Update at the bottom of the article
It is well known that one of the major industries to really embrace the Twitter phenomena is the Airline Industry. The first company to truly leverage Twitter in to a profitable business model was the successful low cost carrier Jet Blue. Since then there has been an explosion of carriers trying to reach out to customers and promote a variety of special ‘twitter’ deals. From major carriers such as United to low cost carriers like SouthWest Airlines and the aforementioned JetBlue, but until recently none of the Canadian based carriers have leveraged the service.
But as June 28th, Calgary based WestJet has launched it’s own twitter account with a series of free flight give-aways. The company which has built it’s reputation on exceeding the service expectations of customers and coupling that low cost fares, is one of the great examples of corporation that can really leverage twitter.
With this press release, it does look like WestJet is kick starting their service with a great campaign by giving away free flights to a random group of initial followers. This is a simple way to create a viral buzz and garner a solid base of followers. It also looks like Westjet is going to send out special tweet deals like their American counterparts have. Which are both great steps for building a great following.
Unfortunately, there is a gaping hole that WestJet is not addressing. Now this is based solely on their press release, but it does seem that they have ignored the important aspect of customer service.
As noted in a variety of articles and blog posts on the topic of the Airline Industry’s usage of twitter, the truly successful companies such as JetBlue and SouthWest, have really improved customer relations by utilizing twitter to quickly respond to customer questions and issues. These companies have used the tool to engage their customer base by answering questions, helping with reservations, and addressing customer service issues. Which in turn has enhanced their corporate image and provided real-time friendly face to the customers.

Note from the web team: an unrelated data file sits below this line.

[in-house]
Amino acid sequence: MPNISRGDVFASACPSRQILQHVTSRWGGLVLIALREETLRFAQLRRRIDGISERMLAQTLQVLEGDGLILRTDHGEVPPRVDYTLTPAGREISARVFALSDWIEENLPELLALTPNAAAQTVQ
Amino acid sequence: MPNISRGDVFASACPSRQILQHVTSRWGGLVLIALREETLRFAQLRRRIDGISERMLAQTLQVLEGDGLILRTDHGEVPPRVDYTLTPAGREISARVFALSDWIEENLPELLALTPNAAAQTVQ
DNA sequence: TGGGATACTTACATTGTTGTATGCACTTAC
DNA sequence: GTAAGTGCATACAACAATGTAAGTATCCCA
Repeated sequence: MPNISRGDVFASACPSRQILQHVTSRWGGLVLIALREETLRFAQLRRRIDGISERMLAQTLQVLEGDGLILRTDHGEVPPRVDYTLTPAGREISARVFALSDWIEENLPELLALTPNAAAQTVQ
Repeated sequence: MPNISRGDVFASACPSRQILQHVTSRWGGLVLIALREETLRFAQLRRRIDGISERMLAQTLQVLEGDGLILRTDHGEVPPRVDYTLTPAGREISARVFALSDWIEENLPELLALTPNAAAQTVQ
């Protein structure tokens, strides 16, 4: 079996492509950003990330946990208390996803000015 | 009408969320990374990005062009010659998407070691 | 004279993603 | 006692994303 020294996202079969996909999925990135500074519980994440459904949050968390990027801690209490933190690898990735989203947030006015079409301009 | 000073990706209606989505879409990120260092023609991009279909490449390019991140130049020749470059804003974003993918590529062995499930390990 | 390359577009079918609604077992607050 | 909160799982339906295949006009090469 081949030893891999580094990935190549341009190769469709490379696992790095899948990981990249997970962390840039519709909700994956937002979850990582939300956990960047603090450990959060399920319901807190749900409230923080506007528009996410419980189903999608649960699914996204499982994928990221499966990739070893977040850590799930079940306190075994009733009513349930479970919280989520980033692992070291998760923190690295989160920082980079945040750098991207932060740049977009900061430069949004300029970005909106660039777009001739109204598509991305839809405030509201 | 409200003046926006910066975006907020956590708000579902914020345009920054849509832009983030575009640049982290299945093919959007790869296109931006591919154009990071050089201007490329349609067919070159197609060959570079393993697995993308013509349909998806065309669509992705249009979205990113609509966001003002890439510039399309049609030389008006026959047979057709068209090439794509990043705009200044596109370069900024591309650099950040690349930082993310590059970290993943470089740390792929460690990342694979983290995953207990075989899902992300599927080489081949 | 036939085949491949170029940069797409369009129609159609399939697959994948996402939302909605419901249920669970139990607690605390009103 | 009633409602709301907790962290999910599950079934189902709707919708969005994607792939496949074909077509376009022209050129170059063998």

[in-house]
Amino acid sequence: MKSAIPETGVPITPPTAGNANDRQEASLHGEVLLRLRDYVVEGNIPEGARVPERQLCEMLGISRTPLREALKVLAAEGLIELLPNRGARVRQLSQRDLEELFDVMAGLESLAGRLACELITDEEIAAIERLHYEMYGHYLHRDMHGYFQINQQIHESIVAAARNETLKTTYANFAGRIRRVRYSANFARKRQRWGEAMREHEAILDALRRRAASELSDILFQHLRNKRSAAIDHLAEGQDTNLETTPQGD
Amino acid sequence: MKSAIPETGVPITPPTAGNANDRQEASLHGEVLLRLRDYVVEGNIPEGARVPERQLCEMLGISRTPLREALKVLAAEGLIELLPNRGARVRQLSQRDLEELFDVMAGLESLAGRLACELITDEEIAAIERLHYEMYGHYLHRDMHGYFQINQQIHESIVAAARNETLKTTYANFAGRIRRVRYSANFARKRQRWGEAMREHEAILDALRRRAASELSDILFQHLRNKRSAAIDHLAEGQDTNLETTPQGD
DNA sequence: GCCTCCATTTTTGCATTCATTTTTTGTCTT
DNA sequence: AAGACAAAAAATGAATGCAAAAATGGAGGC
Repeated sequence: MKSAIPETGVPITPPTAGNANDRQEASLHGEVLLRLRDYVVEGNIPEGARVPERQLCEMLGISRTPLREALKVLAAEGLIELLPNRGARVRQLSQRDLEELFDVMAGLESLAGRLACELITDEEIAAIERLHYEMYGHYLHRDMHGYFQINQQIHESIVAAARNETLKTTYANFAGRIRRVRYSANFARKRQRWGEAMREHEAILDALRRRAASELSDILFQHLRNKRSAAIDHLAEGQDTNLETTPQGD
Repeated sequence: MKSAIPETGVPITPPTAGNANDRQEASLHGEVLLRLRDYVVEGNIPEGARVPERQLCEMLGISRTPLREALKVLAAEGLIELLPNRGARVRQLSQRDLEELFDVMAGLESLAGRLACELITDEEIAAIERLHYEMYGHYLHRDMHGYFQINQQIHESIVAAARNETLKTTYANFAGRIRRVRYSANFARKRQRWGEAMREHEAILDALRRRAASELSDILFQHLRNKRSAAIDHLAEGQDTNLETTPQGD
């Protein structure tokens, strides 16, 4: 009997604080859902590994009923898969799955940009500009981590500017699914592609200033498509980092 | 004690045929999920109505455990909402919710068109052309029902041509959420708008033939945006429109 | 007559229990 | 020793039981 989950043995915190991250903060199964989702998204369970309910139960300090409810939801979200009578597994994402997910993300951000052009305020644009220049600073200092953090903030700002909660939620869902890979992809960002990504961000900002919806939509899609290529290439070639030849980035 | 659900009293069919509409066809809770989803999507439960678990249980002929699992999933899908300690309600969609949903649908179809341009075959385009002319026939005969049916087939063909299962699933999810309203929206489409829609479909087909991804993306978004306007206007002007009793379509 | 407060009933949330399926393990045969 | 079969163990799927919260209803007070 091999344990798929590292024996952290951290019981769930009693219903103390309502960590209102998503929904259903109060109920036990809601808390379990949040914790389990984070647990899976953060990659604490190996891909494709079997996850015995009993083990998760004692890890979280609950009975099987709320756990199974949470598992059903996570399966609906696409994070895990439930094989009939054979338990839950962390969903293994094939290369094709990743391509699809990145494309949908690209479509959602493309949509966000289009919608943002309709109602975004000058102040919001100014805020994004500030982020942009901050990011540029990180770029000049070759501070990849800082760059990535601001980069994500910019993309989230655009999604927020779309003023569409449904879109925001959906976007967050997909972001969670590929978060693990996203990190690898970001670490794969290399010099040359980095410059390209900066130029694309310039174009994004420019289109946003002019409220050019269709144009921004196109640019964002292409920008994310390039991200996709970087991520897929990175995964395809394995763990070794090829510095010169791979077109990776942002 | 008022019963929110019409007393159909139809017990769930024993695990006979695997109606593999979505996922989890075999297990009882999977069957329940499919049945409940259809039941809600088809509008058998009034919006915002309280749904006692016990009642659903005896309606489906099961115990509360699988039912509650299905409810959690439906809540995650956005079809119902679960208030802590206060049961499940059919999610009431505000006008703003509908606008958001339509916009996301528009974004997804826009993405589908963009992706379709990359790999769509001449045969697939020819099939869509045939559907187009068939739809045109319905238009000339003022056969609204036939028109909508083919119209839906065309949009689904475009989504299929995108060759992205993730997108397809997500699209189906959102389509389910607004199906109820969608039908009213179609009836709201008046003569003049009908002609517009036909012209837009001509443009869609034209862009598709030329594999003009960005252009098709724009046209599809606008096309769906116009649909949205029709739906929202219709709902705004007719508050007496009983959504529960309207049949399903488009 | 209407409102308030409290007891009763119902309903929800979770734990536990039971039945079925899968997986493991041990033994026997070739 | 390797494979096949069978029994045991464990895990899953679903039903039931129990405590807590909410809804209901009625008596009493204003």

Below is an example of the success of JetBlue’s campaign:
Morgan and I exchanged a few emails and I learned that Morgan is behind JetBlue’s tweets, and not a bot, and that Morgan is very well informed on social media ethics and aware that corporate use of Twitter can be tricky. I am impressed that Morgan was watching Twitter closely enough to sense an issue, responded quickly, apologized, and removed the two of us from @JetBlue’s list. This served as a demonstration of the company’s active participation in the Twitter conversation, its willingness to course-correct, and of the new speed of social media with which corporations have to contend.
Good or Bad, WestJet’s adoption of Twitter is a great step for the full integration of social media into the consciousness of the Canadian Public.
So Kudos is in order for WestJet.
Update: Shortly after launching the article and linking it on Twitter we received this fantastic response from WestJet.
So we’ll gladly enjoy our fine steaming slice of humble pie and completely applaud WestJet. If anything, this little exchange further shows the importance of not only leveraging twitter to promote your products, but to also use it as a real-time customer relations tool.